British Immigration Minister Robert Jenrick told MPs on Tuesday that hundreds of child asylum seekers have gone missing since the British government began housing minors in hotels due to pressure on the country’s asylum accommodation system, amid calls for an investigation into the matter.
Jenrick said on Tuesday that about 200 children have gone missing since July 2021. “Of the 4,600 unaccompanied children who have been accommodated in hotels since July 2021, there have been 440 missing cases and 200 children are still missing,” he said.
About 13 of the 200 missing children are under the age of 16, and one is female according to government data. The majority of the missing, 88%, are Albanians, and the remaining 12% are from Afghanistan, Egypt, India, Vietnam, Pakistan and Turkey.
Jenrick blamed the problem on an increase in migrant boat crossings across the English Channel into the UK, which left the government with “no alternative” to using “specialist hotels” to accommodate minors from July 2021.
Although the use of contracted hotels was envisioned as a temporary solution, four were still in operation as of October with more than 200 rooms designated for migrant children, according to a report by the independent Chief Inspector of Borders and Immigration.
British charities and immigrant rights groups have long complained about poor conditions in the country’s mired and underfunded asylum system.
The number of asylum applications processed in the UK has collapsed in recent years, leaving people in limbo for months and years – trapped in processing facilities or makeshift hotels and unable to work – and sparking an intractable debate over Britain’s borders.
The missing migrant children were first reported in British media on Saturday, when The Observer newspaper reported that “dozens” of asylum-seeking children had been kidnapped by “gangs” from a Home Office-run hotel in Brighton, southern England.
Since then, calls have mounted for an urgent investigation into the matter, with the opposition Labor Party, human rights organization and Refugee Council, as well as local authorities calling for urgent action.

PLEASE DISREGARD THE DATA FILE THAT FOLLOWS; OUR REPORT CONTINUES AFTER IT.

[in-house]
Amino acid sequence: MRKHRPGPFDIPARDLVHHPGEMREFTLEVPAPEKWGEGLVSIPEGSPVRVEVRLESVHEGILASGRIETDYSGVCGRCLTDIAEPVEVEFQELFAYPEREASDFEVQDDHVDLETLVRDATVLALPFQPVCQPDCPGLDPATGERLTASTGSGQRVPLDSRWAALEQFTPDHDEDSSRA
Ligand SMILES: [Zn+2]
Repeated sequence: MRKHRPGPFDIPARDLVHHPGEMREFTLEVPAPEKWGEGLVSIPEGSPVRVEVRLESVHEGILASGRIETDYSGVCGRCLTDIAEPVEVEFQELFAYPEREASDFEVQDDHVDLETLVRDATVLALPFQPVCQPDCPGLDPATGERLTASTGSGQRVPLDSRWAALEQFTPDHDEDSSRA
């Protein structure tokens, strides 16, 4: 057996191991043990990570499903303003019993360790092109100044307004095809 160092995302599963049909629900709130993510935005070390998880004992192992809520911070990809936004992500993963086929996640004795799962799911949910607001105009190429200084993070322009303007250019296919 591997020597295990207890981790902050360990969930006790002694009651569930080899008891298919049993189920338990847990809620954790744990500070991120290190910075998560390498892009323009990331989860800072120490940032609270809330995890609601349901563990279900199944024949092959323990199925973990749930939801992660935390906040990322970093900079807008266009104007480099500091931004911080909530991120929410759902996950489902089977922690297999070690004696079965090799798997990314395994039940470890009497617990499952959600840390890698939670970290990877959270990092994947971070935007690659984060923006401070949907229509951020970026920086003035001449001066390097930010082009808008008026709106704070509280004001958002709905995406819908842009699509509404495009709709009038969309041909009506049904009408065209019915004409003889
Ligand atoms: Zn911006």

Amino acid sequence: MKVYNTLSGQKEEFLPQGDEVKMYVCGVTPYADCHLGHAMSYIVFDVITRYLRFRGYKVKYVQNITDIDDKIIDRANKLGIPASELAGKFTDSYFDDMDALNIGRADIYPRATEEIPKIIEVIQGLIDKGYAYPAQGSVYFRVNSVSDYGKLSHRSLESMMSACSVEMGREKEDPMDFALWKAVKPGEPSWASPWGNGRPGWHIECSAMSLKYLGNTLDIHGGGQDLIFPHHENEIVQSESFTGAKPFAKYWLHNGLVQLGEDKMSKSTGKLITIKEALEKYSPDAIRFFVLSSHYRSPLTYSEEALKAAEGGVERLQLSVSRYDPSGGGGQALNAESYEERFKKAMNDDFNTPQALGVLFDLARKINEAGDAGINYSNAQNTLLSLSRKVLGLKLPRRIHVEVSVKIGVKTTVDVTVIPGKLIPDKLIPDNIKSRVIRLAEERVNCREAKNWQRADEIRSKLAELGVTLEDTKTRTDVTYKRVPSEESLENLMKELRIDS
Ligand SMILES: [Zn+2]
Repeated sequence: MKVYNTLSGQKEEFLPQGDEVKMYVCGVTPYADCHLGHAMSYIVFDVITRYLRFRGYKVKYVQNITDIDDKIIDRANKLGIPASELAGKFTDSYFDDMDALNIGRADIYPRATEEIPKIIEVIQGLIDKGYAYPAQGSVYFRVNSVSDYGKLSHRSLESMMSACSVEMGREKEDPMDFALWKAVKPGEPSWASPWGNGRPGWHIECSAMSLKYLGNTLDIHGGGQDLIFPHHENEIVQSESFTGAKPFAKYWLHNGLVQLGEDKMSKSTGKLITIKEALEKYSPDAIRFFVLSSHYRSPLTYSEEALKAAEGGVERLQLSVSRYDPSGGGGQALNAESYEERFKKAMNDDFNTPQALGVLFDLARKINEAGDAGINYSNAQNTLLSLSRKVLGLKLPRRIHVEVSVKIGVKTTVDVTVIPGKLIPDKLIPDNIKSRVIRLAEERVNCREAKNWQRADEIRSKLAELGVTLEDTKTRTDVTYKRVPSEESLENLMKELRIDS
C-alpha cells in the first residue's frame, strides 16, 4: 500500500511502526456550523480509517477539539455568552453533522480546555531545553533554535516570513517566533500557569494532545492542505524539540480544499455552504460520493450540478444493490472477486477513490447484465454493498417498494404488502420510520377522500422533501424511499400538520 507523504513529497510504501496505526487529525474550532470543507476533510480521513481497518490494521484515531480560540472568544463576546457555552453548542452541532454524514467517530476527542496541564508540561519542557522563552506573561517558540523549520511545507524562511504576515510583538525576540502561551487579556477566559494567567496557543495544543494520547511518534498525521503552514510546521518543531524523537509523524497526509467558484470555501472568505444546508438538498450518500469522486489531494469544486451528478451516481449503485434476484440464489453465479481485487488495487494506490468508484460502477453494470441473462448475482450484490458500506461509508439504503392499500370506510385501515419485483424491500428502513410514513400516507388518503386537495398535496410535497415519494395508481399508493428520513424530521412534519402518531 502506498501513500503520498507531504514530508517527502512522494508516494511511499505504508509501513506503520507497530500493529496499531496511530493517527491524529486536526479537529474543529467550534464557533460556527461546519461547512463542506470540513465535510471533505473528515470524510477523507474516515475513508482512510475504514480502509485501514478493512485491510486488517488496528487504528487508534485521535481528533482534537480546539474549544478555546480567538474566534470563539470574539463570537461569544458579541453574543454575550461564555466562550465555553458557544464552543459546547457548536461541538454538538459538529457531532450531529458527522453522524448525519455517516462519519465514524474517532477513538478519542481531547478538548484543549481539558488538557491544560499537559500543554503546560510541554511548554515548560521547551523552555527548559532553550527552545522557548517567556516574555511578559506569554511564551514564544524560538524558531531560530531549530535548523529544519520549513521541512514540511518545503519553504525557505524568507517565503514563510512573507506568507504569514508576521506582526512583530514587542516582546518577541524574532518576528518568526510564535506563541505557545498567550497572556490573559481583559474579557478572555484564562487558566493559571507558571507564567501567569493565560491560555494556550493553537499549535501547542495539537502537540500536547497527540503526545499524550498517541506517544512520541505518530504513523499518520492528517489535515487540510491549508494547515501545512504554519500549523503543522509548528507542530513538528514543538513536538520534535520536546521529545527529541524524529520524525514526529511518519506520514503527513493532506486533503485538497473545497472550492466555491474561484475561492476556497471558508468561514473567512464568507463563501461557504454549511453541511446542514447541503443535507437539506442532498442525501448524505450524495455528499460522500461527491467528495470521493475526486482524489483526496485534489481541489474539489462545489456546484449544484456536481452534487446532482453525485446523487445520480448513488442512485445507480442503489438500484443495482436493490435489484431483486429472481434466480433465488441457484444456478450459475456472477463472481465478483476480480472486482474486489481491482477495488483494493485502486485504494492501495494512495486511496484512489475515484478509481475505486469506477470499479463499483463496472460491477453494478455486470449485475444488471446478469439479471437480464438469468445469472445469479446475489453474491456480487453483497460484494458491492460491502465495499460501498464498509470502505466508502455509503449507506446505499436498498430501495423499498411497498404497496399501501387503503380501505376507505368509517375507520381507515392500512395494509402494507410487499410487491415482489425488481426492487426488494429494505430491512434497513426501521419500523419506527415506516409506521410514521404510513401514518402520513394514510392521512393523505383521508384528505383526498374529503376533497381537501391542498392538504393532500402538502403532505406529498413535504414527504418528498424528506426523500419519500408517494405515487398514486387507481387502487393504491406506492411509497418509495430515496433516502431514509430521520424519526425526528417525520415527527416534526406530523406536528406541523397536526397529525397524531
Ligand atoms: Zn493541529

The Home Office called the reports untrue and in a statement to CNN, a Home Office spokesperson said: “The wellbeing of the children in our care is an absolute priority.”
The spokesperson added that they had “strong safeguarding measures” in place and “when a child goes missing, local authorities work closely with agencies, including the police, to urgently determine their whereabouts.”
While the British government does not have the power to detain unaccompanied minors, who are free to leave hotels, Jenrick defended the Home Office’s safeguarding practices saying that records are kept and monitored of children leaving and returning to hotels and that support workers work a hand to escort children out. Location in social activities and excursions.
“Many missing persons are being traced and located,” Jenrick told parliament.
Shadow Home Secretary Yvette Cooper, of the opposition Labor Party, blamed human traffickers in her response to parliament saying: “Children are literally taken from outside the building, they disappear and are never found. They are taken off the street by traffickers.”
Cooper said “urgent and serious action” was needed to eradicate gangs to keep children and young people safe.
We know from Greater Manchester Police, that they have warned asylum hotels and children’s homes that organized criminals are being targeted. And in this case, there is a pattern that gangs know where to get kids from, mostly because they trafficked them here in the first place. There is a criminal network involved. The government has completely failed to stop them.”
UK charity Refugee Action said on Monday that it was “shameful that children who come to this country to seek safety can be harmed. The ultimate responsibility rests with the Home Secretary, and her decision to run an asylum system is not based on sympathy, but on hostility.”
A British charity, the Refugee Council, tweeted that it was “deeply concerned about the practice of placing separated children in Home Office accommodation, outside legal provisions, putting them at risk of harm with over 200 of them missing.”